Jeffrey's lack of capacity to be negligent, however, is the reason that defendant Berner, as held by the court of civil appeals, was entitled to his requested issue on unavoidable accident. The father, individually and as next friend of Jeffrey, says that unavoidable accident is not a proper issue in a situation in which the accident could have been prevented by either party by the exercise of common prudence citing Dallas Ry. & Terminal Co. v. Darden, 38 S.W.2d 777 (Tex.Com.App. 1931, jdgmt. adopted). Unavoidable accident *191 is present when an event occurs which was not proximately caused by the negligence of any party to the event. Dallas Ry. & Terminal Co. v. Bailey, 151 Tex. 359, 250 S.W.2d 379 (1952); Hicks v. Brown, 136 Tex. 399, 151 S.W.2d 790 (1941). Berner's requested issue of unavoidable accident included that definition of the term. Professor Hodges says that "under such a definition the conduct of any person could not be the basis for a finding that there was an unavoidable accident * * *. The result is that the issue is to be used only to inquire about the possible causal effect of some physical condition of circumstance." Hodges, Special Issue Submission in Texas, Sec. 19 (1959). This would ordinarily include such non-human things as fog, snow, sleet, wet or slick pavement, or obstruction of the view.
The evidence in this case suggests no cause for the accident other than the conduct of the parties to the event, the defendant Berner and the child Jeffrey. This seems to support the trial court's refusal to submit the unavoidable accident issue under the usual definition of unavoidable accident. However, the general statement of the rule contemplates that the parties to the event will be capable of negligence. We are here dealing with one party who was a child so young as to be incapable of negligence. According to some of the evidence, Jeffrey darted into the path of the vehicle. In our opinion, proof of such facts raised unavoidable accident. Childress v. Martens, 444 S.W.2d 362 (Tex.Civ.App.1969, writ ref. n. r. e.); Shaw v. Null, 397 S.W.2d 523 (Tex.Civ. App. 1965, no writ); Haynes v. Martinez, 260 S.W.2d 369 (Tex.Civ.App.1953, writ ref. n. r. e.); Wichita Transit Co. v. Sanders, 214 S.W.2d 810 (Tex.Civ.App. 1948, no writ); Hodges, Special Issue Submission in Texas, Sec. 21 (1959). Upon the retrial of this cause, if there is evidence of unavoidable accident, Berner will be entitled to the usual definition of the term with an additional explanatory charge that Jeffrey by reason of his age did not possess the experience, intelligence, and capacity to be negligent.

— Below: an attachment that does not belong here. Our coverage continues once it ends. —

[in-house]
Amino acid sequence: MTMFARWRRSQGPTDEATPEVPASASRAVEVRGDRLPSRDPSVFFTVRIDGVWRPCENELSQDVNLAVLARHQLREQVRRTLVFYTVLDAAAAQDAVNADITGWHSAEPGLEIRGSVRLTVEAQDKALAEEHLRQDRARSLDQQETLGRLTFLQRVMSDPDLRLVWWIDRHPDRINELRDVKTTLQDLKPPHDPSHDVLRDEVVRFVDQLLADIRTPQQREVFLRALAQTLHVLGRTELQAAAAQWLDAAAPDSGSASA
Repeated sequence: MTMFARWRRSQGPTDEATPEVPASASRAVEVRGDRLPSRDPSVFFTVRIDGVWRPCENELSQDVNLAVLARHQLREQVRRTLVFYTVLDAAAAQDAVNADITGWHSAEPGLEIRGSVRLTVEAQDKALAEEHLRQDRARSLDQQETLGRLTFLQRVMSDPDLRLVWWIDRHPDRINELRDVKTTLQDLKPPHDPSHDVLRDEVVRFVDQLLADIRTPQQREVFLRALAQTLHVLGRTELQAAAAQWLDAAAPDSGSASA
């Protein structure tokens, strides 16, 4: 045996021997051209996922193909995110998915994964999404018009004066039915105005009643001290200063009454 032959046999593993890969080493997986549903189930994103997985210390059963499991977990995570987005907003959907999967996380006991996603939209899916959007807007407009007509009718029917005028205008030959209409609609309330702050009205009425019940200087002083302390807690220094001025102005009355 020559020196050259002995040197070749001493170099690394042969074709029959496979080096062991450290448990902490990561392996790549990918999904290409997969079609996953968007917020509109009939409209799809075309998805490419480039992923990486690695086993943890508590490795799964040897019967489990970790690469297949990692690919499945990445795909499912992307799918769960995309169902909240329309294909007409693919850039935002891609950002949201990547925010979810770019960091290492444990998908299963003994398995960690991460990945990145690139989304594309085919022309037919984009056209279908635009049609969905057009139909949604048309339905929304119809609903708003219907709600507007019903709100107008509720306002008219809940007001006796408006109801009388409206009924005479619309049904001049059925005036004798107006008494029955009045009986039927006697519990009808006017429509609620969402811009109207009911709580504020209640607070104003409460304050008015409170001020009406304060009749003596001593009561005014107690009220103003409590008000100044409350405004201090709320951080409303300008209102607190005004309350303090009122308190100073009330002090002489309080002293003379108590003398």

By counterpoint Berner has urged that the trial court erred in refusing to submit his requested issues inquiring if he was acting under a sudden emergency. There is some evidence that when the child approached the car, Berner was confronted with a sudden and unexpected condition without time for deliberation. We agree that Berner was entitled to have this aspect of the case presented to the jury for their consideration.
Defendant Berner also requested an issue, conditioned upon an affirmative answer to the sudden emergency issues, inquiring whether such emergency was the sole proximate cause of the accident. The requested issue conforms to the practice recommended in Section 3.07, 1 Texas Pattern Jury Charges (1969). The comment under that section questions the necessity for such an issue but notes that a number of decisions have held that sole proximate cause is an appropriate issue for submission in conjunction with the sudden emergency issue. Missouri Pacific Railroad Co. v. Young, 403 S.W.2d 898 (Tex.Civ.App.1966, no writ); Stephens v. McCarter, 355 S.W.2d 93 (Tex.Civ.App.1962, no writ); City Transportation Co. of Dallas v. Vatsures, 278 S.W.2d 373 (Tex.Civ.App.1955, writ dism.); Williams v. Voight, 264 S.W.2d 454 (Tex.Civ.App.1954, writ ref. n. r. e.).